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Oracle index skip scan tips

Oracle Database Tips by Donald BurlesonUpdated May 3, 2015


Question:
 Can you explain the index skip scan? I'm trying to invoke an index skip scan but it's not working. I have a table A with columns (f1,f2,f3), and I made the composite primary key with f1 and f2. Index IND1 got created for the composite primary key by oracle. I am able see that index IND1 being used when I query like this:

1) where f1=

2) where f1= and f2=

But the index IND1 is not being used for the below query

3) where f2= Why does the index not work when I reference the f2 key?

Can you force an index skip scan with a hint?

Answer: The index skip scan was introduced in 9i to allow Oracle to "skip" leading-edge predicates in a multi-column index. You can force an index skip scan with the /*+ index_ss */ hint. For example, consider the following concatenated index on a super-low cardinality column, following by a very selective column:

create index  sex_emp_id on emp (sex, emp_id);

Prior to Oracle9i, this index could only be used with both sex and emp_id were present in the SQL query, or when the sex column was specified. The following query would not be able to use the concatenated index:

select emp_id from emp where emp_id = 123;
The Oracle index skip scan execution plan allows for our concatenated index to be used, even though sex is not specified in the SQL query WHERE clause. The index skip scan promises that there is no need to build a second index on the emp_id column, since it is technically redundant to the multi-column index. Oracle acknowledges that the index skip scan is not as fast as a direct index lookup, but states that the index skip scan is faster than a full-table scan.
What Oracle does not mention is that the cardinality of the leading column has a direct impact on the speed of the index skip scan. 

While Oracle does not publish the internals of the index skip scan, we can infer from the execution plans that Oracle is internally generating multiple queries, thereby satisfying the query with multiple sub-queries:

 

SELECT STATEMENT Optimizer=CHOOSE (Cost=6 Card=1 Bytes=5)
   0 SORT (AGGREGATE)

1 INDEX (SKIP SCAN) OF 'SEX_EMP_ID' (NON-UNIQUE)

Internally, Oracle is probably implementing the index skip scan by generating two queries and joining the resulting Row ID lists:
select emp_name from emp_where sex = 'F' and emp_id = 123 UNION
select emp_name from emp_where sex = 'M' and emp_id = 123;

The index skip scan is a new execution plan in Oracle 10g whereby an Oracle query can bypass the leading-edge of a concatenated index and access the inside keys of a multi-values index. For example, consider the following concatenated index on region and employee ID:

create index
region_emp_id
on
emp (region, emp_id)
;

Prior to Oracle 10g, this index could only be used with both region and emp_id were present in the SQL query, or when the region column was specified.  For example, the following query would not be able to use the concatenated index:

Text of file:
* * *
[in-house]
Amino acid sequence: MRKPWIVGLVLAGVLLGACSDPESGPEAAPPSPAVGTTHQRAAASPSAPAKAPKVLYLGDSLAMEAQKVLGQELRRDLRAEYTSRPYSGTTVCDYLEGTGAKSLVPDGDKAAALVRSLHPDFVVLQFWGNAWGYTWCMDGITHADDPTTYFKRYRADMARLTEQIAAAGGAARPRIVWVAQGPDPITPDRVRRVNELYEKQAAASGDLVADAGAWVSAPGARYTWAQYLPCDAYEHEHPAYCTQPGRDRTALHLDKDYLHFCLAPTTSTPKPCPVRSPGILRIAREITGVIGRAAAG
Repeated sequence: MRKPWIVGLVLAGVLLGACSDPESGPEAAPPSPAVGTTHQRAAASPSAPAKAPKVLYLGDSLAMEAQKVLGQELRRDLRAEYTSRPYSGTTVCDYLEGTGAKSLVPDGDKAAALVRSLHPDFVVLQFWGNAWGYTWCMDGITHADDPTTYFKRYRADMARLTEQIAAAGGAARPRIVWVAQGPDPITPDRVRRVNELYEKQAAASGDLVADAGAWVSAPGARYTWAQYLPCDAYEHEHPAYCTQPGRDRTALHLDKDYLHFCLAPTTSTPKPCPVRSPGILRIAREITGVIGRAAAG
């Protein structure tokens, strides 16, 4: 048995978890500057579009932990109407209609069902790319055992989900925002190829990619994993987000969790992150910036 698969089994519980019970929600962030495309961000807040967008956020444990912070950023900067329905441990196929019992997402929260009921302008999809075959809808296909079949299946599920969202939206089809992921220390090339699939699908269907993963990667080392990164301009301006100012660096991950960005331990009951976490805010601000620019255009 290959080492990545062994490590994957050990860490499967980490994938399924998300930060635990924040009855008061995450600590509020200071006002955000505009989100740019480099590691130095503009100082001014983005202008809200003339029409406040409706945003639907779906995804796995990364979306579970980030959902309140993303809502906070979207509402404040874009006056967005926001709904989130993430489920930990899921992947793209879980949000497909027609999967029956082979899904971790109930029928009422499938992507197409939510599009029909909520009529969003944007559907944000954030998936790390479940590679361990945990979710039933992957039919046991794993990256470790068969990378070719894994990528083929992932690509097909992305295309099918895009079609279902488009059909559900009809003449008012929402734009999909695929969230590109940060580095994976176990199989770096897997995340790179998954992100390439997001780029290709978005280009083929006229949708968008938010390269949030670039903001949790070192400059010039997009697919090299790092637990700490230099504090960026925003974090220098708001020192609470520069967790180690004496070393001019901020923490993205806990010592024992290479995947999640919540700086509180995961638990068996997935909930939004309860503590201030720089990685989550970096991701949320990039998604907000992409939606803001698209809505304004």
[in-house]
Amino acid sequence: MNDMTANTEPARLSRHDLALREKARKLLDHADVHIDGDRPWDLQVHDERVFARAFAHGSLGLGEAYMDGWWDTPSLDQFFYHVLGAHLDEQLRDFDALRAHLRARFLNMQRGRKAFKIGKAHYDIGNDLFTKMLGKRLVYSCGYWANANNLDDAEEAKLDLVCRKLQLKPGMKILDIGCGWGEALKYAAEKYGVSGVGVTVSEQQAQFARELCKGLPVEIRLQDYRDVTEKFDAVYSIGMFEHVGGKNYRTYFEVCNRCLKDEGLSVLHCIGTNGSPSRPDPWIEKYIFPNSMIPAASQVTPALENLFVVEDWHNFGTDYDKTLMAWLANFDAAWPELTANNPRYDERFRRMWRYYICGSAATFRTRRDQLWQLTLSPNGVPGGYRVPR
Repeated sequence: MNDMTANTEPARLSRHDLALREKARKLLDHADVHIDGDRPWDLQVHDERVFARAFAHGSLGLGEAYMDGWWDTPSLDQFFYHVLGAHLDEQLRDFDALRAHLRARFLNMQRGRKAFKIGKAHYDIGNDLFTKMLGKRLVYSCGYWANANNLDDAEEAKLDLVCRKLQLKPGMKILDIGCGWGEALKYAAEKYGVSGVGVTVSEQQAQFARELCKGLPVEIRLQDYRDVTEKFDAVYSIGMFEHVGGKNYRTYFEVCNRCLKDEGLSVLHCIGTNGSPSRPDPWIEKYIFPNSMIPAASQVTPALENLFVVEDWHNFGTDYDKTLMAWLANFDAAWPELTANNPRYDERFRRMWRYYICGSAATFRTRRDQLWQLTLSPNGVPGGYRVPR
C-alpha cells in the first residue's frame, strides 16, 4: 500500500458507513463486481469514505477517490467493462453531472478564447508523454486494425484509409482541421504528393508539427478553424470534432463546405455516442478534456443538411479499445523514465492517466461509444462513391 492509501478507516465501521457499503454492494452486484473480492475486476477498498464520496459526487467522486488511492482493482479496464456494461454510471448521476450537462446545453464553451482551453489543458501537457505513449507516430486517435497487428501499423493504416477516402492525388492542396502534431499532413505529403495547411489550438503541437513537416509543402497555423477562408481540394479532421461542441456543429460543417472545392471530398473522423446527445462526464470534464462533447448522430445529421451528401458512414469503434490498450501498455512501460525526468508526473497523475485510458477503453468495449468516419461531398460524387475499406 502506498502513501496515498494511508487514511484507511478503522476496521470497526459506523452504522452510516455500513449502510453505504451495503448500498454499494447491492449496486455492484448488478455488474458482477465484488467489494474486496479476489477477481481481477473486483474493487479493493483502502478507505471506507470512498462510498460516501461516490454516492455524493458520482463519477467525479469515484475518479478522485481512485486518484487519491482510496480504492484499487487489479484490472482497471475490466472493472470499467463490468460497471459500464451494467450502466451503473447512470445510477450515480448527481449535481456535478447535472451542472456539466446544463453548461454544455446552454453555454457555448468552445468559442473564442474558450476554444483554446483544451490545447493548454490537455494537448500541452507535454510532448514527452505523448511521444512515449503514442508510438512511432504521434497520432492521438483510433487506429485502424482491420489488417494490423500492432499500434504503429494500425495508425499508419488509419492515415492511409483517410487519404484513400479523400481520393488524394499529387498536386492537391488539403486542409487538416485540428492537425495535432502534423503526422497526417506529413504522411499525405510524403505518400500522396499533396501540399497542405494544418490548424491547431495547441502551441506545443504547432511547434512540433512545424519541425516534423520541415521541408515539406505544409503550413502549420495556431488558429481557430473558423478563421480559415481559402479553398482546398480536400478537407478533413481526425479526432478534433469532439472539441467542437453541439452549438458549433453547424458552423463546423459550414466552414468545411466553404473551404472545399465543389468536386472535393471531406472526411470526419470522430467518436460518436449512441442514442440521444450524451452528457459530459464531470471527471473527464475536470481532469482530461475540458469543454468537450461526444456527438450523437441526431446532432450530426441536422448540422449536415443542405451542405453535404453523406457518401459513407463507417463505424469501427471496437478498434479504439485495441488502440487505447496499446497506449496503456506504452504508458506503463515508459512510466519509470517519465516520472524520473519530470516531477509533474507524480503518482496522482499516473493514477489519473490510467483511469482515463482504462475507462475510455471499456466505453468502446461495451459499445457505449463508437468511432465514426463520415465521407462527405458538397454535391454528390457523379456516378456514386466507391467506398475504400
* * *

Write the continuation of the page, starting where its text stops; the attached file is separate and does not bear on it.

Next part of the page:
select
emp_id
from
emp
where
emp_id = 123;

The Oracle skip scan execution plan allows for the concatenated index to be used, even though sex is not specified in the SQL query.� This feature promises that there is no need to provide a second index on the emp_id column.� Oracle acknowledges that the index skip scan is not as fast as a direct index lookup, bit states that the index skip scan is faster than a full-table scan.

What Oracles does not mention is that the cardinality of the leading column has a direct impact on the speed of the index skip scan.�  In our example, the first column, region, has four distinct values.

While Oracle does not publish the internals of the index skip scan, we can infer from the execution plans that Oracle is internally generating multiple queries, thereby satisfying the query with multiple sub-queries:

SELECT STATEMENT Optimizer=CHOOSE (Cost=6 Card=1 Bytes=5)
0 SORT (AGGREGATE)
1 INDEX (SKIP SCAN) OF 'REGION_EMP_ID' (NON-UNIQUE)

Internally, the Oracle index skip scan is probably generating multiple queries and joining the resulting Row ID lists:

select emp_name from emp_where region = 'NORTH' and emp_id = 123
UNION
select emp_name from emp_where region = 'SOUTH' and emp_id = 123
UNION
select emp_name from emp_where region = 'EAST' and emp_id = 123
UNION
select emp_name from emp_where region = 'WEST' and emp_id = 123;

The implications of using the index skip scan are clearly related to the number of distinct values in the leading edge column.

Oracle skip scan execution plan performance will decrease according to the number of unique values in the high order key.� If the leading column were "state" with 50 values, Oracle would be issuing 50 index probes to retrieve the result set.

The index skip scan is only useful in shops where disk space savings are critical. Shops that can afford the disk space to build a second index will always get faster performance.



 

 

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